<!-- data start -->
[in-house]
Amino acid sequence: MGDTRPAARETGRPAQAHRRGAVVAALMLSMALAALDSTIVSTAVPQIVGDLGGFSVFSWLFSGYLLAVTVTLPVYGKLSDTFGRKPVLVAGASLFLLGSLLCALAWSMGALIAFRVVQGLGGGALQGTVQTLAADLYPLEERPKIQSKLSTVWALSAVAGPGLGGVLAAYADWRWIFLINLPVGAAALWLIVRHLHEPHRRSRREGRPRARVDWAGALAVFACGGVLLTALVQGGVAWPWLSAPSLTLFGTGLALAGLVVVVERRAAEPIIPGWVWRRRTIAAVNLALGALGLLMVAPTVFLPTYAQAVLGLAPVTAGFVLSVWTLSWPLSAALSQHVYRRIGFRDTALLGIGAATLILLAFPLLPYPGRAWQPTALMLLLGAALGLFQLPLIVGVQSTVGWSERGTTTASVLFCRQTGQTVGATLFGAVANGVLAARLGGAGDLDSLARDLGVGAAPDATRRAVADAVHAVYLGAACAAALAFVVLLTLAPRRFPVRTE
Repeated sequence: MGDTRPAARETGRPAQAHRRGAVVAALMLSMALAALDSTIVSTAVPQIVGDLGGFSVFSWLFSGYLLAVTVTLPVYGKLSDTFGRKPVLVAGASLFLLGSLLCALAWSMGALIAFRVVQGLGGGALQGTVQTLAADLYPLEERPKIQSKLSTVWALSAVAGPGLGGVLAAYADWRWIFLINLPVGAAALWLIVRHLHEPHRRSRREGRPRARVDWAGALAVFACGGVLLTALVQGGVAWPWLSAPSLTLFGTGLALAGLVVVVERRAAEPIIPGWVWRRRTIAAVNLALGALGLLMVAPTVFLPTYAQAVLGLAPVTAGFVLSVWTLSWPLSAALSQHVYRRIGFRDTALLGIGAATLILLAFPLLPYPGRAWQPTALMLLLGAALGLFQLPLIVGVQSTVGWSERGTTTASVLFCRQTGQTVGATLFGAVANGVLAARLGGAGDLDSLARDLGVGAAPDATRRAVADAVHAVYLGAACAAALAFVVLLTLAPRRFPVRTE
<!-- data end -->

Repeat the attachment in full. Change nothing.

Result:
[in-house]
Amino acid sequence: MGDTRPAARETGRPAQAHRRGAVVAALMLSMALAALDSTIVSTAVPQIVGDLGGFSVFSWLFSGYLLAVTVTLPVYGKLSDTFGRKPVLVAGASLFLLGSLLCALAWSMGALIAFRVVQGLGGGALQGTVQTLAADLYPLEERPKIQSKLSTVWALSAVAGPGLGGVLAAYADWRWIFLINLPVGAAALWLIVRHLHEPHRRSRREGRPRARVDWAGALAVFACGGVLLTALVQGGVAWPWLSAPSLTLFGTGLALAGLVVVVERRAAEPIIPGWVWRRRTIAAVNLALGALGLLMVAPTVFLPTYAQAVLGLAPVTAGFVLSVWTLSWPLSAALSQHVYRRIGFRDTALLGIGAATLILLAFPLLPYPGRAWQPTALMLLLGAALGLFQLPLIVGVQSTVGWSERGTTTASVLFCRQTGQTVGATLFGAVANGVLAARLGGAGDLDSLARDLGVGAAPDATRRAVADAVHAVYLGAACAAALAFVVLLTLAPRRFPVRTE
Repeated sequence: MGDTRPAARETGRPAQAHRRGAVVAALMLSMALAALDSTIVSTAVPQIVGDLGGFSVFSWLFSGYLLAVTVTLPVYGKLSDTFGRKPVLVAGASLFLLGSLLCALAWSMGALIAFRVVQGLGGGALQGTVQTLAADLYPLEERPKIQSKLSTVWALSAVAGPGLGGVLAAYADWRWIFLINLPVGAAALWLIVRHLHEPHRRSRREGRPRARVDWAGALAVFACGGVLLTALVQGGVAWPWLSAPSLTLFGTGLALAGLVVVVERRAAEPIIPGWVWRRRTIAAVNLALGALGLLMVAPTVFLPTYAQAVLGLAPVTAGFVLSVWTLSWPLSAALSQHVYRRIGFRDTALLGIGAATLILLAFPLLPYPGRAWQPTALMLLLGAALGLFQLPLIVGVQSTVGWSERGTTTASVLFCRQTGQTVGATLFGAVANGVLAARLGGAGDLDSLARDLGVGAAPDATRRAVADAVHAVYLGAACAAALAFVVLLTLAPRRFPVRTE